Name said to be from sano, to heal.

Perennial. Borders of thickets and woodlands. Newfoundland to Alberta, south to Georgia and Tennessee, west to Minnesota and Kansas. Common in northern Ohio. May, June.


Rather stout, one to two feet high, topped by a two to four-rayed umbel.


Palmately three to five-lobed or parted, those from the root long-petioled; involucral leaves smaller.


Irregular or compound, generally few-rayed.


Small, greenish yellow, mostly perfect with a few staminate ones intermixed.


Globular, ribless, thickly covered with hooked prickles.

Pollinated by many insects. Stigmas mature before the anthers, which are imprisoned beneath the petals until all danger of self-fertilization is over. Some flowers are perfect, others staminate only.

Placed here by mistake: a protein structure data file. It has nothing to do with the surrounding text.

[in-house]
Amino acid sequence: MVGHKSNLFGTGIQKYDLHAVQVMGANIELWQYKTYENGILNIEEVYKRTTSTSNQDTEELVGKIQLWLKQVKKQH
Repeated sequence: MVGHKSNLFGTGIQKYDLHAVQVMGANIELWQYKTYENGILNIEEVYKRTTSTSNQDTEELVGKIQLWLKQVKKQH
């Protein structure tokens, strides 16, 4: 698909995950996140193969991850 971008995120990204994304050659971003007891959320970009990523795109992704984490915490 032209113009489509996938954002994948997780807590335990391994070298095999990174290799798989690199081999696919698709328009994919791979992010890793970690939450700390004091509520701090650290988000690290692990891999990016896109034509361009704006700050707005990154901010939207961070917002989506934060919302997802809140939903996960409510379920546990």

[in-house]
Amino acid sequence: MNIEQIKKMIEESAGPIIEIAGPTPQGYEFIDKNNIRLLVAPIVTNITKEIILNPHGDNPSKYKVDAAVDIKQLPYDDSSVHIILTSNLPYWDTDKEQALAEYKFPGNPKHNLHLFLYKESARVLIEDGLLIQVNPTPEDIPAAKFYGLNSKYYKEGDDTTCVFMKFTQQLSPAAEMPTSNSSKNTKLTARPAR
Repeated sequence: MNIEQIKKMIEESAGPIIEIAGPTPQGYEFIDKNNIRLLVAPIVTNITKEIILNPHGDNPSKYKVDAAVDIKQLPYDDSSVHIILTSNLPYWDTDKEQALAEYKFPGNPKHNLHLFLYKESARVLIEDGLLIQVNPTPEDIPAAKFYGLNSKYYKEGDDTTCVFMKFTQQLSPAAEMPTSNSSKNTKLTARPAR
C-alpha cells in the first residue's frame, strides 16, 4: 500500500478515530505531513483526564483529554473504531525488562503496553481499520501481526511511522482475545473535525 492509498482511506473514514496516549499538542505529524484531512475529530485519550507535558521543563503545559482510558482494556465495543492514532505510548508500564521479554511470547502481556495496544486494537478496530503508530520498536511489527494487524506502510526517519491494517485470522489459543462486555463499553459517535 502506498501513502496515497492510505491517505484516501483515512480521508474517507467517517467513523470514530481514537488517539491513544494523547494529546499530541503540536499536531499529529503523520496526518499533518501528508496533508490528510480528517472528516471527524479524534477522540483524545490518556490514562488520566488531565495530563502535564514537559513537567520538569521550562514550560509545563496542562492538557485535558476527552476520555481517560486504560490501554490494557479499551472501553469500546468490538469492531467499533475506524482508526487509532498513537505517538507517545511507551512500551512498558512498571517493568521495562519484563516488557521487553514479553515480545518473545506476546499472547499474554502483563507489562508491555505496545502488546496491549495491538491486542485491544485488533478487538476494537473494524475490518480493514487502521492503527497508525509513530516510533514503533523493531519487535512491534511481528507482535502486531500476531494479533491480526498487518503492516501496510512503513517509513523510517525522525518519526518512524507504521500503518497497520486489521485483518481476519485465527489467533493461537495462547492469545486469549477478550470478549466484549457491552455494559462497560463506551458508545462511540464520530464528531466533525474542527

Sanicle is difficult to analyze, as all umbel-bearing plants are, but can be easily identified notwithstanding. It grows in rich, moist woodlands, a companion of Sweet Cicely, blooms about the middle of May, ripening its fruit in July. The stem is smooth, pale green, slightly grooved, and hollow, like most of the Umbellif-era. Basal leaves are mostly five-parted, the two lower divisions deeply cleft so that the leaf seems seven-parted; stem-leaves are usually three-parted.

The tiny, pale, greenish yellow flowers are in very small clusters; the five petals of each floret are curiously

Sanicle in Fruit.

Sanicle in Fruit.

Sanicula Marylandica incurved toward the centre of the flower when first it opens; later they are flat. The long stamens of the sterile flowers mature early and are a conspicuous factor in the green-yellow of the flower-clusters.

The small, cone-shaped fruit or burr is densely covered with forked prickles, which seize upon the passerby and are thus transported from place to place. It goes without saying that the plant is a disagreeable weed.